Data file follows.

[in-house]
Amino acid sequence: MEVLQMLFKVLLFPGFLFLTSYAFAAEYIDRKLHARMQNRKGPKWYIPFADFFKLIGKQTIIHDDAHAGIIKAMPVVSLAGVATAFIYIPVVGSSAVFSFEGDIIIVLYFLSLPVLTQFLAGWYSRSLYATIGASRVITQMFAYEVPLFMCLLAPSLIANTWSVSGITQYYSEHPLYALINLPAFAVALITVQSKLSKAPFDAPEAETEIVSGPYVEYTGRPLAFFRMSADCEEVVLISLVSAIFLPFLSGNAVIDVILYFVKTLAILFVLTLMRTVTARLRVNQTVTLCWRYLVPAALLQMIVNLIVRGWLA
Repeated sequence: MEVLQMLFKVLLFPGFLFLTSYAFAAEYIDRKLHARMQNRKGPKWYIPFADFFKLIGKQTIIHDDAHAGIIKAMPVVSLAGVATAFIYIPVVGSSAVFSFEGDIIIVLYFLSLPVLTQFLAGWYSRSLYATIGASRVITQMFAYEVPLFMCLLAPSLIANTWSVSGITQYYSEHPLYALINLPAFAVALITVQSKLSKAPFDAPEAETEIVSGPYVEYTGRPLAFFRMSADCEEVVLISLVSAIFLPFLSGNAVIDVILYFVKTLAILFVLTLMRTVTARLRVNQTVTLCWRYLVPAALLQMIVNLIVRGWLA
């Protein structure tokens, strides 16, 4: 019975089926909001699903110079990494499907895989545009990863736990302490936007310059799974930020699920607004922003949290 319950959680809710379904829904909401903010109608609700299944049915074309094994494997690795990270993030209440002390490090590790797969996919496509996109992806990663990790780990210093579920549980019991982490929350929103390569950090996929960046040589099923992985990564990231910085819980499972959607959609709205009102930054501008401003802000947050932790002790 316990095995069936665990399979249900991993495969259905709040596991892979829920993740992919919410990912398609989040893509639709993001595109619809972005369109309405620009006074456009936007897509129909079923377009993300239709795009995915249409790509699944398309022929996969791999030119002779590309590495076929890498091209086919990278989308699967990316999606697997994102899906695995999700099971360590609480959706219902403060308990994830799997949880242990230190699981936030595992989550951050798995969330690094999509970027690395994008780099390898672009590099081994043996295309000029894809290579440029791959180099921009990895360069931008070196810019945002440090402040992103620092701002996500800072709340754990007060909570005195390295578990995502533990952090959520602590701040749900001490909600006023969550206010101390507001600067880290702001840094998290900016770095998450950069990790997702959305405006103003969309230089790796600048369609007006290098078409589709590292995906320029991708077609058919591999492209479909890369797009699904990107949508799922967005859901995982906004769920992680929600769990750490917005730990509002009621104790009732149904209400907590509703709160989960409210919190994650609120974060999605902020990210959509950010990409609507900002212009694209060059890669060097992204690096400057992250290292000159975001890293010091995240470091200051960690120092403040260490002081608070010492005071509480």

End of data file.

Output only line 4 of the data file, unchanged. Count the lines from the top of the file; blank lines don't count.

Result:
């Protein structure tokens, strides 16, 4: 019975089926909001699903110079990494499907895989545009990863736990302490936007310059799974930020699920607004922003949290 319950959680809710379904829904909401903010109608609700299944049915074309094994494997690795990270993030209440002390490090590790797969996919496509996109992806990663990790780990210093579920549980019991982490929350929103390569950090996929960046040589099923992985990564990231910085819980499972959607959609709205009102930054501008401003802000947050932790002790 316990095995069936665990399979249900991993495969259905709040596991892979829920993740992919919410990912398609989040893509639709993001595109619809972005369109309405620009006074456009936007897509129909079923377009993300239709795009995915249409790509699944398309022929996969791999030119002779590309590495076929890498091209086919990278989308699967990316999606697997994102899906695995999700099971360590609480959706219902403060308990994830799997949880242990230190699981936030595992989550951050798995969330690094999509970027690395994008780099390898672009590099081994043996295309000029894809290579440029791959180099921009990895360069931008070196810019945002440090402040992103620092701002996500800072709340754990007060909570005195390295578990995502533990952090959520602590701040749900001490909600006023969550206010101390507001600067880290702001840094998290900016770095998450950069990790997702959305405006103003969309230089790796600048369609007006290098078409589709590292995906320029991708077609058919591999492209479909890369797009699904990107949508799922967005859901995982906004769920992680929600769990750490917005730990509002009621104790009732149904209400907590509703709160989960409210919190994650609120974060999605902020990210959509950010990409609507900002212009694209060059890669060097992204690096400057992250290292000159975001890293010091995240470091200051960690120092403040260490002081608070010492005071509480």